Last week I was at a fascinating conference – on statistics!
I know, I know – you’re going to say statistics are boring or come out with that old canard “Lies, damned lies and statistics”. But actually statistics are incredibly important. How do we know whether a medicine is working or not? Statistics. How do we know that airplanes are safer mode of travel than cars? Statistics.
So, the Church of England has always kept statistics (and pretty grim reading they made over the years) but never done much real research into what helps the church to grow. This has changed recently with the setting up of the Church Growth Research Programme. It’s a great team and way overdue for the Church to have this given that it was the 1988 Lambeth Conference which called for a Decade of Evangelism!
Statistics allow us to start a process of understanding what does and doesn’t work, of helping us to tease out what processes are at work. Now, this often requires iterations of research – in other words a set of statistics shows a correlation between one thing and another but we then need to discover if that causes it to happen or whether it is something else. Take an absurd argument – every plane that is late taking off has someone named John in it (that is correlation). Did carrying someone called John cause it or was it something else? Obviously, in this case it is likely to be something else and that cause is worth more research to discover.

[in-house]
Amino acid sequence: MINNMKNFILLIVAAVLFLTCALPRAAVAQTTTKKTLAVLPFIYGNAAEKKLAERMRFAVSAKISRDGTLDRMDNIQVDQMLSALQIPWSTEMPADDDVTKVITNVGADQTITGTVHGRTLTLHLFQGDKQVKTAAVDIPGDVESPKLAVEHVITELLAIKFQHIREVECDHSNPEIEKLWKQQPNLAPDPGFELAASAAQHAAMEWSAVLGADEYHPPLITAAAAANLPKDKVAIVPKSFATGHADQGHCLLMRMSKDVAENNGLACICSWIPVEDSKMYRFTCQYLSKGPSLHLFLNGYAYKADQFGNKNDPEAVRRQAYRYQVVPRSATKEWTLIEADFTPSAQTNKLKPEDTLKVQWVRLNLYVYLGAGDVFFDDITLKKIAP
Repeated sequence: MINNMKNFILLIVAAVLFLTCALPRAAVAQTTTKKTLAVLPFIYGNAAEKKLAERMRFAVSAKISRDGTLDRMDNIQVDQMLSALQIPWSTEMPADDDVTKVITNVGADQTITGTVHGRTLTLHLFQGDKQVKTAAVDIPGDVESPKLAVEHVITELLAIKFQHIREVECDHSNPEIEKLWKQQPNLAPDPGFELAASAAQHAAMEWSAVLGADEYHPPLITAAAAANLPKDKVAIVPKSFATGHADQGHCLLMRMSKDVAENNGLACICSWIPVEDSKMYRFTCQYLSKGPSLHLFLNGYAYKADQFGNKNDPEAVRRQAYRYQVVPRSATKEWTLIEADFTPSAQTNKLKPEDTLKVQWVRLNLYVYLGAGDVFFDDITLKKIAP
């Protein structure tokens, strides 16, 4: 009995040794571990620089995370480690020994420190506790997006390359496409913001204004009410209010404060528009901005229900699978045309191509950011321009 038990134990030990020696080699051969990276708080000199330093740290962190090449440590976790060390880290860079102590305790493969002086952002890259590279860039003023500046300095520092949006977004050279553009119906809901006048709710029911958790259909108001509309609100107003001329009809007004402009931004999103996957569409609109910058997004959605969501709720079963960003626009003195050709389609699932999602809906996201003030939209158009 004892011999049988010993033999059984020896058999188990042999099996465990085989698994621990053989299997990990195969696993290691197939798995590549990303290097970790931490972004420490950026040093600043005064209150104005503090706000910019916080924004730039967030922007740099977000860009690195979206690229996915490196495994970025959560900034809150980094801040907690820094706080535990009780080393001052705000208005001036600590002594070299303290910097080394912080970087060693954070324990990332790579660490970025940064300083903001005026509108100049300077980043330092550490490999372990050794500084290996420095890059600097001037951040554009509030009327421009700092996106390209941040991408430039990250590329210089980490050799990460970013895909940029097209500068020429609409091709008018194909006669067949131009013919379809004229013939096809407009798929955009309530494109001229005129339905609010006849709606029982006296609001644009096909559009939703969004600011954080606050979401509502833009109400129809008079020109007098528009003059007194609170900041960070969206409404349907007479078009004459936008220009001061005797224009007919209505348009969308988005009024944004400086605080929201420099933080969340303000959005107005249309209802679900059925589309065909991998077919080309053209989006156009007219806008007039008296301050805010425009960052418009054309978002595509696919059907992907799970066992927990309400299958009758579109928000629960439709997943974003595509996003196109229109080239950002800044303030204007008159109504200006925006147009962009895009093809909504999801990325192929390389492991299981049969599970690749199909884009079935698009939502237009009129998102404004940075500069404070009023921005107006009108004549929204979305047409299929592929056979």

So, these statistics are a great place to start, though they are not meant to be the final say. The conference brought together three strands of research. The first project was using statistics available to the Church of England already and doing some closer analysis; the second was looking more closely at 1700 churches to help build a profile of growing churches; the third was a set of research programmes – the impact of church planting/ fresh expressions, the effect of Team Ministry and finally growth of cathedral churches.
There was a huge amount to take in and I would like to use later blog posts to look at a few of them. The areas that I particularly want to look at are the areas of children and the church, Leadership and Fresh Expressions. Each of these deserves a blog post of their own (there are others as well but time etc).
Overall, the Church of England has been declining at the rate of about 1-1.5% per year but that isn’t uniform. 18% of churches are growing, 50% are stable and 25% declining. The conference was particularly looking at the 18% and asking the question – what helps to make these churches grow and are there any lessons that other churches can grow.
One of the things that was plain was that there is no one recipe for growth, no magic bullet that causes growth or stops decline. But there were a number of things that correlated with growth. The following infographic is useful as a starting point and I’ll be picking up some of this in subsequent posts. You can read the report here: http://www.churchgrowthresearch.org.uk/report Click on the infographic to see it in a larger size: